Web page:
Police: Kicking, punching preceded violent arrest

The suspect in a violent arrest at San Francisco’s Embarcadero BART station platform on Friday caught on two videos that spurred outrage on social media had allegedly kicked one police officer in the head and throat, bit another and spit on a third, BART officials said Monday.

Police identified the suspect as Michael Smith, 22, and are recommending the San Francisco District Attorney’s Office charge him with five counts of battery on a police officer and resisting arrest. He remains in jail on $180,000 bail, according to jail records.

BART made the new allegations after public outrage grew over the weekend from two videos widely shared online showing one officer punching Smith’s head down while he was pinned on his stomach.

In response to the videos BART police have launched an internal affairs investigation into whether excessive force was used and reached out to a witness who posted one of the videos.

That witness, Tarina Larsen, posted a video to Facebook on Friday apparently showing the officers struggling with Smith as he squirms on the platform. A woman stood restrained in zip ties nearby.

Another witness, Pamela Martinez, posted a separate video the same day showing a large crowd gathered around yelling at the officers, who tried to keep them at bay.

Both videos have been shared widely. Martinez’s has been shared more than 1,600 times and viewed 80,000 times as of this afternoon. Larsen’s was viewed 42,000 times and shared more than 600 times.

BART officials said the officers responded to reports of a “possible armed robbery” at 12:52 p.m. that day and obtained a detailed description of a suspect.

When they tried to detain Smith, he was uncooperative and physically resisted the officers, including kicking one officer in the head and throat, biting another and spitting on a third.

While he was arrested for the allegations of resisting arrest and battery of a police officer, police are seeking no charges for the reported robbery attempt.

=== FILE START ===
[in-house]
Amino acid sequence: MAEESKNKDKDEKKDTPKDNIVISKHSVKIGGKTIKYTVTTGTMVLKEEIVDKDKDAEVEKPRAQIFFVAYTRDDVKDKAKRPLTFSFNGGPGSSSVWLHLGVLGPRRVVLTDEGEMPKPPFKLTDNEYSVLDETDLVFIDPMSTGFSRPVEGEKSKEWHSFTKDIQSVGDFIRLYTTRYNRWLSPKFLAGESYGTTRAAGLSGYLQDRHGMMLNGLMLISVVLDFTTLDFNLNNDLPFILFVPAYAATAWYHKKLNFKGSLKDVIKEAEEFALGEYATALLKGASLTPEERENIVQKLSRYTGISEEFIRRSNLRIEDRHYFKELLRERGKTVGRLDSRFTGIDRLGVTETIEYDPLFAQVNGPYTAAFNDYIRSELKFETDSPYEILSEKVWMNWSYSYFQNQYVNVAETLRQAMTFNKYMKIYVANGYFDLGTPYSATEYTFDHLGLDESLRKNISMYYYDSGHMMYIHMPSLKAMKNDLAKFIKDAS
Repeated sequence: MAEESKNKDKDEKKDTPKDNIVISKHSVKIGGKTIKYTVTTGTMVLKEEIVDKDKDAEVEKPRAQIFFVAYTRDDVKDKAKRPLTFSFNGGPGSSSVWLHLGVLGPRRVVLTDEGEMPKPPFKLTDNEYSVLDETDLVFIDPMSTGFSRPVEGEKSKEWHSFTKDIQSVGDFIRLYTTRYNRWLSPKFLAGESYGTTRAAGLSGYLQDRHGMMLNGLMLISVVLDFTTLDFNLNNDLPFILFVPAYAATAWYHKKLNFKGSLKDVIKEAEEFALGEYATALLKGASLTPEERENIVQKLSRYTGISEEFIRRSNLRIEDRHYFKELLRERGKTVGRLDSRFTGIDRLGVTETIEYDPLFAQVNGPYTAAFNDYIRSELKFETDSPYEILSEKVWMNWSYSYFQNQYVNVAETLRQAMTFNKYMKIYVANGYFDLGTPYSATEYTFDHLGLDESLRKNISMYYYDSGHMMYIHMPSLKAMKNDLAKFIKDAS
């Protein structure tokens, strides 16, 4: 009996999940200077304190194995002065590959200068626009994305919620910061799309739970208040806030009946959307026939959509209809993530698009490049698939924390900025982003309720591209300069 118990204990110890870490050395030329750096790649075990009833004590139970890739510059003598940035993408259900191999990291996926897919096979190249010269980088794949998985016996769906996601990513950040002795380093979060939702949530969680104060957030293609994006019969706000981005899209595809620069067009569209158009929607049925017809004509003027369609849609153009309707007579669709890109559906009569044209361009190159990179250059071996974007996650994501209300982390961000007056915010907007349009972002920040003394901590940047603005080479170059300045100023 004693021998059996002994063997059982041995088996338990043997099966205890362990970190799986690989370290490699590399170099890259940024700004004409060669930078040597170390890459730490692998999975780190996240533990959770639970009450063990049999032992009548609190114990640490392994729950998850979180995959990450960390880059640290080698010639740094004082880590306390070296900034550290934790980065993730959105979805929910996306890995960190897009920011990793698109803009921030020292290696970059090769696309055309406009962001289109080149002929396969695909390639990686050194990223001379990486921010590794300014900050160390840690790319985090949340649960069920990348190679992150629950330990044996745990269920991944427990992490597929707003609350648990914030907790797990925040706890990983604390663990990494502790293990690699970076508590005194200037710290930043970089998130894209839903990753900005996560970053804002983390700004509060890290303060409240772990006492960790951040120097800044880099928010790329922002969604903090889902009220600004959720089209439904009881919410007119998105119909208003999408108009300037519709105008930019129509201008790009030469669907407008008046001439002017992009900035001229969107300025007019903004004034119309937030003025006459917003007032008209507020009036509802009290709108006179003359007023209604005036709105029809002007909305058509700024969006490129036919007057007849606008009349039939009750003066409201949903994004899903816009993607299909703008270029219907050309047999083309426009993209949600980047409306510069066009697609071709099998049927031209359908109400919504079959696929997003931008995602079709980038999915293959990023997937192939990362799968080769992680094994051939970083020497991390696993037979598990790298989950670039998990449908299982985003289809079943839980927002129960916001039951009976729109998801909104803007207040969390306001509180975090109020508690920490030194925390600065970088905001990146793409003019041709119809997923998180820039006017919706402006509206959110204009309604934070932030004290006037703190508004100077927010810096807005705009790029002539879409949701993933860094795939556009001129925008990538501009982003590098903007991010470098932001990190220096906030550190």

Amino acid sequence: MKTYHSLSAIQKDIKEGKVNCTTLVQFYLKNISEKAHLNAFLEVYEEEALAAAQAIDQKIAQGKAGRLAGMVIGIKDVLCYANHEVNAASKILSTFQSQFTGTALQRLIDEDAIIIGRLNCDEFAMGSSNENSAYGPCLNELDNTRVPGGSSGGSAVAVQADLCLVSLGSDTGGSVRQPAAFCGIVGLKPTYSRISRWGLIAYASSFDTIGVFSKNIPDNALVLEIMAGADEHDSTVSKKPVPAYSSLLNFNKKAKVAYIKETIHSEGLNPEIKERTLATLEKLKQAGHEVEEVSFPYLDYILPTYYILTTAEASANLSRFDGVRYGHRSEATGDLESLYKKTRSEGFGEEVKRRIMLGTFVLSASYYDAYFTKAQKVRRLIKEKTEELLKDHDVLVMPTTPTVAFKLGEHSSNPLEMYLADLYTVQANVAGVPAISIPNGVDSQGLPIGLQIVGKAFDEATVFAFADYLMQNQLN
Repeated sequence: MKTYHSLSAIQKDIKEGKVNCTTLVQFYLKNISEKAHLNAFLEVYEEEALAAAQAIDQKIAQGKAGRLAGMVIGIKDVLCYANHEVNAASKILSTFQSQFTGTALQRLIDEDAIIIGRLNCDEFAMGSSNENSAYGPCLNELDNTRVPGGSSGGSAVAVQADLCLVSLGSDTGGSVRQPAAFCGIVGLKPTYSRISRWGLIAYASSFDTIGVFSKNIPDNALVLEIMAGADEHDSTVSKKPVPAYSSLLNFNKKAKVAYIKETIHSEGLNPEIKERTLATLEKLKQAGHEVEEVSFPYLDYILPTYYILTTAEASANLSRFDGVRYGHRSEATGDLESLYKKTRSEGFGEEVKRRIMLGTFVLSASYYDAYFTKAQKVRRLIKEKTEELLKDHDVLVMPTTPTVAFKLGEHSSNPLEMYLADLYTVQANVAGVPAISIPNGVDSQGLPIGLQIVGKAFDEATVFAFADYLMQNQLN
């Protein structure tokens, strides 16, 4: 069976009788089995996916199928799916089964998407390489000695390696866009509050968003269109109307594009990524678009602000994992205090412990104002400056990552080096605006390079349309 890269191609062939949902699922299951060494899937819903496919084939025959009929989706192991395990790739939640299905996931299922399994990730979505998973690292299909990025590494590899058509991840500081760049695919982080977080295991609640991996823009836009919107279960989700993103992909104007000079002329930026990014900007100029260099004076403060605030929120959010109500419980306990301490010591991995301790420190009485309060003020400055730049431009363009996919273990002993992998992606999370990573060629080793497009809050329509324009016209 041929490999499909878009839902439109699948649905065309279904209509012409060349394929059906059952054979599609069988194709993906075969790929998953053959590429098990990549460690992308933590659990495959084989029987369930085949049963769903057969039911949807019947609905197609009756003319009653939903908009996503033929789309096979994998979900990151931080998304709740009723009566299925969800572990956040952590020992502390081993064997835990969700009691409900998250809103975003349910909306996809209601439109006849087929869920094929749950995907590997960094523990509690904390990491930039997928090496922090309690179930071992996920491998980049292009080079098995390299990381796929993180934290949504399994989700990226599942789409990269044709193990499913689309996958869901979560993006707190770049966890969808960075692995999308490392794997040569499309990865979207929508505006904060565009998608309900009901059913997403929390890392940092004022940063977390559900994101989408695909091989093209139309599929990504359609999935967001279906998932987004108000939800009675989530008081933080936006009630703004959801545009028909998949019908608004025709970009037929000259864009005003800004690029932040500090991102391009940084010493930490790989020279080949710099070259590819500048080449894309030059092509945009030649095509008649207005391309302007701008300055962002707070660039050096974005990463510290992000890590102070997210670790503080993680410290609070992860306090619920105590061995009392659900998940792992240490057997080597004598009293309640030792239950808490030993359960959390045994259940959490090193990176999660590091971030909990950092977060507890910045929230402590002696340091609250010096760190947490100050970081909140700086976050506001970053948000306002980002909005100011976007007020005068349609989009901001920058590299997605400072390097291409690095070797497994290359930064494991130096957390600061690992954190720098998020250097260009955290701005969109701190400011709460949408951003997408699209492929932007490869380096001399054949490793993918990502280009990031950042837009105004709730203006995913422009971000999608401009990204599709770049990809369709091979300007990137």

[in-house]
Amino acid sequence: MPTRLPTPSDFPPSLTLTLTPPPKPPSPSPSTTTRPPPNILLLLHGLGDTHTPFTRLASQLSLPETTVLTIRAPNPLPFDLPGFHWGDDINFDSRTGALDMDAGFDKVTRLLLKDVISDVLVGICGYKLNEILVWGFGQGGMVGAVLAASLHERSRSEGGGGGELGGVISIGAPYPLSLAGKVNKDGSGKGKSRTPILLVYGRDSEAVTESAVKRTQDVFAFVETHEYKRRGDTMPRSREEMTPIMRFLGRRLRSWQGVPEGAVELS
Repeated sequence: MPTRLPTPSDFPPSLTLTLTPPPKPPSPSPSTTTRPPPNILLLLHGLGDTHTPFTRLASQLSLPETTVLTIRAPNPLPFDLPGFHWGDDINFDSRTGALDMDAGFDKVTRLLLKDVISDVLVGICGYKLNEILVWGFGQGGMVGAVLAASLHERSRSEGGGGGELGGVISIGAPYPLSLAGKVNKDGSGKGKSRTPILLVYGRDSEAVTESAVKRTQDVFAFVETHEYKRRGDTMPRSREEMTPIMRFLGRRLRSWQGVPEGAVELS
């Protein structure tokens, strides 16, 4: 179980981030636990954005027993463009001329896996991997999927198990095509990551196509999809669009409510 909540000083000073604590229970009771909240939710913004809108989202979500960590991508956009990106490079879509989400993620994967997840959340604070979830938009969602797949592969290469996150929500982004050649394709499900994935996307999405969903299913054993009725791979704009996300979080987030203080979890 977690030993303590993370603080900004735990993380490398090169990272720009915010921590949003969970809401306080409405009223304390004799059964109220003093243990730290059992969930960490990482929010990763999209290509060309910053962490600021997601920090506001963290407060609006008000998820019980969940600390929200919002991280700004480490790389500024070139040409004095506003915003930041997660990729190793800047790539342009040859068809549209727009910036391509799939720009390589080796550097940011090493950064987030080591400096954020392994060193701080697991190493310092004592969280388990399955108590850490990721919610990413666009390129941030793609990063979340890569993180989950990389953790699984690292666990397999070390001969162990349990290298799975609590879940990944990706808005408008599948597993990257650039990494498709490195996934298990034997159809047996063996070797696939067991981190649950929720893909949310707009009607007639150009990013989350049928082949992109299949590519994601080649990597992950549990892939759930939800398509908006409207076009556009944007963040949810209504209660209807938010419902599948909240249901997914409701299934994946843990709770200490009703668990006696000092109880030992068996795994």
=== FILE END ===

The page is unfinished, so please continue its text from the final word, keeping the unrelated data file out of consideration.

When the officers contacted the original victim, they learned he had been in an argument and said the man had threatened to rob him but did not brandish a weapon, BART officials said.

The woman detained in zip ties was released.

Once the videos were posted, BART swiftly responded to the growing outrage on Twitter. The incident was captured on the officers’ body cameras and an internal affairs investigation and independent police auditor review are underway, BART officials said. The officers remain on active duty.

Larsen said she has doubts about the investigation. While several reporters had reached out to her over the weekend, she wasn’t contacted by anyone at BART until a sergeant called her at about 3 p.m. today.

“What kind of investigation is BART conducting?” Larsen wrote on Facebook.

Martinez and Larsen, whose accounts of the incident were posted within about 15 minutes of each other on Friday afternoon, both said that two women who witnessed the initial incident told police that there was no robbery. Instead, another man had antagonized the two suspects with racial slurs and then called the police, they said.

“The two ladies who were next to the kids when it happened were tearing up begging the cops to let them go,” Martinez wrote. “Someone yelled, ‘get your knee (off) his back! You’re going to break it!'” She said one of the officers even pulled a gun during the confrontation.

“My legs trembled as I was sure that the cops were gonna open fire on these kids. Everybody, even tourists with no connection to America’s problems, were livid and scared,” she wrote.

BART police said this isn’t the first time that a minor interaction with Smith has led to violence. He was arrested in 2013 and 2014, once for petty theft and once for fare evasion, but in both cases Smith allegedly escalated the situation by either trying to steal an officer’s gun, spitting on an officer or trying to bite one, BART officials said.